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DGHI Recruiting Participants for New One Health Summer Training Program

March 10, 2015
One_Health_Program_Participants
Students in the One Health training program at the University of Florida learning how to capture mosquitoes for later classification

This summer, the Duke Global Health Institute (DGHI) will launch a new One Health training program led by Greg Gray, a professor at DGHI, Duke’s Division of Infectious Diseases and the Nicholas School of the Environment. Applications are now being accepted for the program, which runs from May 14 to June 7 in Durham, North Carolina.

What Is One Health?

One Health is a public health framework that recognizes the connection between human, animal and environmental health. This strategy encourages the development and expansion of interdisciplinary, international communication in building a healthy ecosystem for humans, animals and the environment. Collaborative efforts can include industry and government bodies in addition to researchers and practitioners.

The Need for One Health Training

Emerging infectious diseases are increasingly recognized as global and regional issues with potentially serious impacts on human health, animal health, national economies and even national security. Professional organizations such as the World Bank and the Institute of Medicine are calling on governments, NGOs and academic researchers to adopt a One Health approach to tackling these diseases and associated problems. But because it’s an emerging model, relatively few university-based programs exist to prepare researchers and practitioners to approach their work from this perspective.

“We’re very pleased to be offering the One Health Training Program through the DGHI this summer, and we hope that a number of Duke students will take advantage of this novel training,” Gray said.  “The sharing of public health knowledge and experiences between scholars from developing countries and U.S. faculty and graduate students provides a rich learning environment.”  

About the Program

The goal of the One Health training program is to support U.S. government institutions in their mission to build capacity among partners in developing countries to address the complex problems related to emerging infectious diseases. 

This program is an adaptation of a One Health certificate program Gray instituted at the University of Florida, where he worked prior to coming to Duke. Gray noted that some past participants have said that the program was the most rewarding professional training they’d ever experienced.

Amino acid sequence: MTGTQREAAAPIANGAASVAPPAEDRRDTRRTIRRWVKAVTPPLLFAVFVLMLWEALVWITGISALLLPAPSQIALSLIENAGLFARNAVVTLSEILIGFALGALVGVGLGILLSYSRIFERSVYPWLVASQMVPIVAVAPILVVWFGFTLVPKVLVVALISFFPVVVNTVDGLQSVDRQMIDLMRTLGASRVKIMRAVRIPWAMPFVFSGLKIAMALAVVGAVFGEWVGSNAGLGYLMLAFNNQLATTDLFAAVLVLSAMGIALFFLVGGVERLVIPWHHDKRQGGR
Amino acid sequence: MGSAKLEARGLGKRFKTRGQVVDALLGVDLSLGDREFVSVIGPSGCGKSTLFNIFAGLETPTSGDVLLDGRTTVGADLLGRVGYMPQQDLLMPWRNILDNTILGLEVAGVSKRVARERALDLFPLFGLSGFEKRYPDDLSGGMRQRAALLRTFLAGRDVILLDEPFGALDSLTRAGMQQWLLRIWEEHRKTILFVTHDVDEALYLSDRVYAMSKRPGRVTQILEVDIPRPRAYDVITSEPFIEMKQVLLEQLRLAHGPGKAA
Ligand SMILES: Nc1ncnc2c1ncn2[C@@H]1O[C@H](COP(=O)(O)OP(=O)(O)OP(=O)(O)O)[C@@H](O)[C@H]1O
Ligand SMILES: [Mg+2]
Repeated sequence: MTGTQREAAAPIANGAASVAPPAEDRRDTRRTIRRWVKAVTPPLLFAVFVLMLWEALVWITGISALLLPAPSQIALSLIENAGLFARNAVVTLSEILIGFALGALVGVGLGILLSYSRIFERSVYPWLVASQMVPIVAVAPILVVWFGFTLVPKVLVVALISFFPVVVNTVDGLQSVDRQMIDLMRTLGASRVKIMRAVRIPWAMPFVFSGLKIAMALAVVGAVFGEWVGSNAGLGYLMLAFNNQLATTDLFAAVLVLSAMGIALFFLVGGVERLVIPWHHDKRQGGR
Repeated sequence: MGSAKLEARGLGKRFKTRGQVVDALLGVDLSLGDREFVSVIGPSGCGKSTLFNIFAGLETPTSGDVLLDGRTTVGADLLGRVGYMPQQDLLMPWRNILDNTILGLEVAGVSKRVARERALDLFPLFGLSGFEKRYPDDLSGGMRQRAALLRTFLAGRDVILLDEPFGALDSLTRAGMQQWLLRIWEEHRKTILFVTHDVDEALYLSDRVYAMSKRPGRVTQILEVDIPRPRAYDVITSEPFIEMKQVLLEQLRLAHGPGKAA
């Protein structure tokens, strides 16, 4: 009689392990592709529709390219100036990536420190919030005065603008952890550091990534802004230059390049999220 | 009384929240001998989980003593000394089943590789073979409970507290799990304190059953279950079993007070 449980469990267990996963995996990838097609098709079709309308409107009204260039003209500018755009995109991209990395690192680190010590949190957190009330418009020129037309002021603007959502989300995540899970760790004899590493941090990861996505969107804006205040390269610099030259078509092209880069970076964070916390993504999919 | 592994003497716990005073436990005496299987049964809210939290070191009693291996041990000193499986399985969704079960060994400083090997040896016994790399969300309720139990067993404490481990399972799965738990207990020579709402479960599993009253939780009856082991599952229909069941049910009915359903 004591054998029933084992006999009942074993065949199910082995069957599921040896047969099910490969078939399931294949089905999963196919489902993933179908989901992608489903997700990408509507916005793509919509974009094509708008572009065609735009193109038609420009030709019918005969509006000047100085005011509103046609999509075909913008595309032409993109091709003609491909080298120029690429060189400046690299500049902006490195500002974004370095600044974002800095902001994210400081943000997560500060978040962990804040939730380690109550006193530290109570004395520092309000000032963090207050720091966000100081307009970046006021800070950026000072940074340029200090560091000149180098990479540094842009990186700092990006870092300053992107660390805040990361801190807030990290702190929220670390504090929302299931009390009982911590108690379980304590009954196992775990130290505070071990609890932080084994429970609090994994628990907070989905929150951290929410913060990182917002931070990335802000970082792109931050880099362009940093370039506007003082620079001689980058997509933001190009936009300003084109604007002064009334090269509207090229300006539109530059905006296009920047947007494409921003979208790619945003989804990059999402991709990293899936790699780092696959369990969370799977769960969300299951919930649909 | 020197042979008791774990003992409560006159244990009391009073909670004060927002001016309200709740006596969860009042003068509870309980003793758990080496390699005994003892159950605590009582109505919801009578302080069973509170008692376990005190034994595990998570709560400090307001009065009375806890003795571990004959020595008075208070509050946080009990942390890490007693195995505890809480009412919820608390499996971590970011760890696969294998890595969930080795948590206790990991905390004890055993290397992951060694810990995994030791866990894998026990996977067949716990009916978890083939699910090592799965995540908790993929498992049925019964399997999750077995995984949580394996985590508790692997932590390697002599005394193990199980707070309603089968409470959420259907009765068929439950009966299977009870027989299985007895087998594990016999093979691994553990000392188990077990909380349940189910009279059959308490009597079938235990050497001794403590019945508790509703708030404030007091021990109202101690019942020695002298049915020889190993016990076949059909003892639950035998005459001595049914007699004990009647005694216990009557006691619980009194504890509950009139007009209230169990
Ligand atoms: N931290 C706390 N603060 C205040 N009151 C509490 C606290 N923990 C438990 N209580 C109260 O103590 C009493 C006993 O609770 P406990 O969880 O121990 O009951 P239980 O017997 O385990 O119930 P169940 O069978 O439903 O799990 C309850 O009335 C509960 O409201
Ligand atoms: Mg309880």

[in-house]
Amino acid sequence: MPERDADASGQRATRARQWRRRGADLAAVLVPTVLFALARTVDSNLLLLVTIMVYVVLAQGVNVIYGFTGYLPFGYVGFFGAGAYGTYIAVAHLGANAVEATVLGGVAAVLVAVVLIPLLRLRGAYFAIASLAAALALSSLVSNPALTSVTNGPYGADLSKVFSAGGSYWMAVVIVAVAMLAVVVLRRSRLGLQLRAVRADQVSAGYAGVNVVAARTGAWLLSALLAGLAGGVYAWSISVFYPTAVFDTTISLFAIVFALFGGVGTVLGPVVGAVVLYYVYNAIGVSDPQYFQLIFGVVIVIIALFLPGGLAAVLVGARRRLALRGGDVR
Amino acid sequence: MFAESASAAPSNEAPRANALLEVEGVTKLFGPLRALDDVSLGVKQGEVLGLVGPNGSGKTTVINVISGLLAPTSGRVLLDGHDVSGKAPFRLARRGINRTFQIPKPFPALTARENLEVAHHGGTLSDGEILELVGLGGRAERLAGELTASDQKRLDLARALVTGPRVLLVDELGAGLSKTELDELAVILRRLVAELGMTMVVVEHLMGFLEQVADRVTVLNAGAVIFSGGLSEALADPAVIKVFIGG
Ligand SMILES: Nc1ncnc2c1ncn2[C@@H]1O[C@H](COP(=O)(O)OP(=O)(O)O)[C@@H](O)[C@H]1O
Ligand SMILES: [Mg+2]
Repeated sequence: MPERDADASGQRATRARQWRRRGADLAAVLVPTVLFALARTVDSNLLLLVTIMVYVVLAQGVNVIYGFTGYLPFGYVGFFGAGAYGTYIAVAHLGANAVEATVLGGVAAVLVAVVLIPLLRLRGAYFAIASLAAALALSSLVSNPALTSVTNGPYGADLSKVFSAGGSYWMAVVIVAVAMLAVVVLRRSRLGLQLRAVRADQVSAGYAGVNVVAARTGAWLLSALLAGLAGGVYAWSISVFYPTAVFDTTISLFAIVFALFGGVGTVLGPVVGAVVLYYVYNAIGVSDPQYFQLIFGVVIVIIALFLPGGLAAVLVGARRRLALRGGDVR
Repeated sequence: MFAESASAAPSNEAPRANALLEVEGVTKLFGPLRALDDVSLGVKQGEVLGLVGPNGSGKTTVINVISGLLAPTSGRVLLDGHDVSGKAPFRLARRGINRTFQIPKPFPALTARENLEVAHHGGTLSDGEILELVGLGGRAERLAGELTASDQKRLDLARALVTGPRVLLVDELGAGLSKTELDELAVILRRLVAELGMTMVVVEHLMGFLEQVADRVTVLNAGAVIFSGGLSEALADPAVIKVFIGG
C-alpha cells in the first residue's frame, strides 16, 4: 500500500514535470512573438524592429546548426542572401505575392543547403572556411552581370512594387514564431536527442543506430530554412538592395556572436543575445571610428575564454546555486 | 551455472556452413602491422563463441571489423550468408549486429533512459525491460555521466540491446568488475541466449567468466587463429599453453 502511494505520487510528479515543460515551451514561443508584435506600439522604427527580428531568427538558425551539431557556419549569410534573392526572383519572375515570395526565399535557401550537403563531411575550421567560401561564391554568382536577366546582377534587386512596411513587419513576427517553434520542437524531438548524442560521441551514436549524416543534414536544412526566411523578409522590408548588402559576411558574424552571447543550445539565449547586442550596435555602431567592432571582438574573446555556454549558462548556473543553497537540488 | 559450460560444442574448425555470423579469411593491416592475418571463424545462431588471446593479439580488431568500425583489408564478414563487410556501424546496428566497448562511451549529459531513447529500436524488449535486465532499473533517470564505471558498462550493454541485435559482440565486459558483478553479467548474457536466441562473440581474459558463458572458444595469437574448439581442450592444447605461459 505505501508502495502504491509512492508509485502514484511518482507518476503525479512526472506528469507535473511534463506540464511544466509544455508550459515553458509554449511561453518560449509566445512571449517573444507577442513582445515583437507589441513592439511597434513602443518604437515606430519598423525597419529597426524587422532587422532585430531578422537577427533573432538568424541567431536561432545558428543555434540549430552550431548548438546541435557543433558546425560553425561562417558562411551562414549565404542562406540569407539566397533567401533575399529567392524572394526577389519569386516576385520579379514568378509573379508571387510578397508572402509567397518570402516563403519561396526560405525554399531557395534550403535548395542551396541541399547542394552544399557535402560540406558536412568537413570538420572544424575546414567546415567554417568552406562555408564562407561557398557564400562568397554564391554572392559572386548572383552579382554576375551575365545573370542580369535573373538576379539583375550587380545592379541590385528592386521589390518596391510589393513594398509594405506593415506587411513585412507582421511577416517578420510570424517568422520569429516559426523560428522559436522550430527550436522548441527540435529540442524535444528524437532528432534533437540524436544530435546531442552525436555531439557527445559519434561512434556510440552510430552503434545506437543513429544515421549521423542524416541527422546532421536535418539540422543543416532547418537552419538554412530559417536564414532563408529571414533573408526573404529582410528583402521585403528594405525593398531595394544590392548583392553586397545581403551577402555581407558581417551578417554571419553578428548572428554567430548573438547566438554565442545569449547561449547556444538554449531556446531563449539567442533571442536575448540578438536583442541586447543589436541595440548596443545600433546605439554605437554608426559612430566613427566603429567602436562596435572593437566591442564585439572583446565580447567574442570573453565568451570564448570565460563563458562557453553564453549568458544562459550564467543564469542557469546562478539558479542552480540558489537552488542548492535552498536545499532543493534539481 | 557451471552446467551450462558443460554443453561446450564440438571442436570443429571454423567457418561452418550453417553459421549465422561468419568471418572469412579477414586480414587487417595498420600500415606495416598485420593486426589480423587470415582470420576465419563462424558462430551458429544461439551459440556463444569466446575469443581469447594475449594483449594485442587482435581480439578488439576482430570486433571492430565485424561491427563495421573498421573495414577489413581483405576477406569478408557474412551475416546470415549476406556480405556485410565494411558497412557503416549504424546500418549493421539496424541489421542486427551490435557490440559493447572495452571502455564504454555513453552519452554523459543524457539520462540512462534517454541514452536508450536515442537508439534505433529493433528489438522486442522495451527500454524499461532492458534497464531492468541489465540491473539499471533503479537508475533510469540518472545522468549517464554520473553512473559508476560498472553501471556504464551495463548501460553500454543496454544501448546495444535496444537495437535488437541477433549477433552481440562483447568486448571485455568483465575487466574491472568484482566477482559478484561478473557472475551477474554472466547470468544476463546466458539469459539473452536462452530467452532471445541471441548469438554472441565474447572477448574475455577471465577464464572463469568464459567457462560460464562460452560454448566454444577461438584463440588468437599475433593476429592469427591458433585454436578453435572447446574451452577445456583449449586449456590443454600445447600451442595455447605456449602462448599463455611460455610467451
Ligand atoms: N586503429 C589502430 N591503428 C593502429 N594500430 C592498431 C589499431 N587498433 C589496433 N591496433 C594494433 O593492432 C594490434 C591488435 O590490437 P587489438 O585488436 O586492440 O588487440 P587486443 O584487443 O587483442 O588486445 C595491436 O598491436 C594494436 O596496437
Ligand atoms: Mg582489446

Geared toward students and professionals in the U.S. and developing countries, this graduate-level program is designed to help participants develop One Health-oriented problem solving skills.

The 3.5-week, nine credit-hour curriculum consists of four intensive on-campus courses:

  • Introduction to the One Health Approach, taught by Gray
  • Public Health Laboratory Techniques, taught by Nancy Henshaw, section head of virology, serology and parasitology in the Clinical Microbiology Laboratory at Duke Medical Center and Ben Anderson, research and laboratory manager at Duke and One Health training program coordinator
  • Introduction to Entomology, Zoonotic Diseases and Food Safety, taught by Gray and Michael Reiskind, entomologist and assistant professor at North Carolina State University
  • Introduction to Environmental Health, taught by Khara Grieger, environmental scientist at RTI International in Research Triangle Park, North Carolina

Accepted students will complete online training courses in human subjects research, blood-borne pathogens and biological safety prior to the coursework in Durham.

Students who complete the One Health training program and are accepted into the Master of Science in Global Health degree program at Duke may be able to apply credits from the One Health program toward their degree.

Registration for the program is now open; the application deadline is May 1. To apply for the program, visit the program website.

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One_Health_Program_Participants
Students in the One Health training program at the University of Florida, which Greg Gray founded, learning about molecular diagnostics

We hope that a number of Duke students will take advantage of this novel training.

Greg Gray, global health professor

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